In spite of its high labor force participation rate of women, Vietnam was one of the few countries in the world where the gender pay gap actually widened in 2012-2013, according to International Labor Organization reports. Korea’s gender pay gap also still stands high, higher than the one in Vietnam. Korean women were paid 37.4 percent less than their male counterparts in 2012, while Vietnamese women made about 20 to 30 percent less than men in 2013.

Studies by the World Bank show that women’s high employment participation in lower income countries derives from the fact that individuals cannot survive without working. The quality of the women’s work, therefore, usually remains poor, as they are often hired by their own family members for agricultural work, and are often unpaid for their labor.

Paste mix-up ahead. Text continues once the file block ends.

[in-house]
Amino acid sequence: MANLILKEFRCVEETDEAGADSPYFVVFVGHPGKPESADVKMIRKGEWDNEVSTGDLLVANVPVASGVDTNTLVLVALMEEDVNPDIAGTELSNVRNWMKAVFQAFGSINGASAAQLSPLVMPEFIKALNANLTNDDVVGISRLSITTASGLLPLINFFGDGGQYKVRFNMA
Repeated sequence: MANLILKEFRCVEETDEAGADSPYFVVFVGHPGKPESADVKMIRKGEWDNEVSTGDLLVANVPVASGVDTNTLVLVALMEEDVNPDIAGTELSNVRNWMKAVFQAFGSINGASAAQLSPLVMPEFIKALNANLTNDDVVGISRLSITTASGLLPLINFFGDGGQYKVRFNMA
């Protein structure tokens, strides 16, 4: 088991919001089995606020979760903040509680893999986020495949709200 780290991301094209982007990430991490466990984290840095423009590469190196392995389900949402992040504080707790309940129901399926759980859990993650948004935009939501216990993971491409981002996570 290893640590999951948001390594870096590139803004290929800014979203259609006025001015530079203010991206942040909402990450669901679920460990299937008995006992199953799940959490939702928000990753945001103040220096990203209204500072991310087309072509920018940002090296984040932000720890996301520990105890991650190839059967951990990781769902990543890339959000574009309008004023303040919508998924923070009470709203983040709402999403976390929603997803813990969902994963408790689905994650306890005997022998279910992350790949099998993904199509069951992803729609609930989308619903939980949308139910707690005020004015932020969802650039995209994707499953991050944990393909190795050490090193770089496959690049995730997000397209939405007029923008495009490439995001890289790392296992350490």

On the other hand, the reports pointed out that developed nations with high labor participation rate of women have extensive social protection coverage and are societies where part-time work is possible and accepted. Korea is also striving to reach such a level, as the country is still without a state-run unemployment assistance program and has among the longest work hours of the OECD nations. Most temporary workers are also not entitled to full-time benefits.

Manicurist Lee said skills are what can lead to a woman’s independence, which also leads to dignity. Among students at the centers was Nguyen Thi Thau, a 29-year-old with a speech impairment, who had been struggling with job prospects because of her disability. After completing her courses in nail art, which she excelled in, she was soon hired by a local beauty salon.

“Many of the women I taught are also working as home-visiting manicurists,” she said.

“When you have the skills you need, you can still work even if you don’t have the money to start your own salon, or be employed by someone else. It gives you something that you can start with, even if you don’t have a lot of resources or opportunities. Then you don’t need to rely on somebody else. That’s why I found my experience in Vietnam rewarding.”

By Claire Lee (dyc@heraldcorp.com)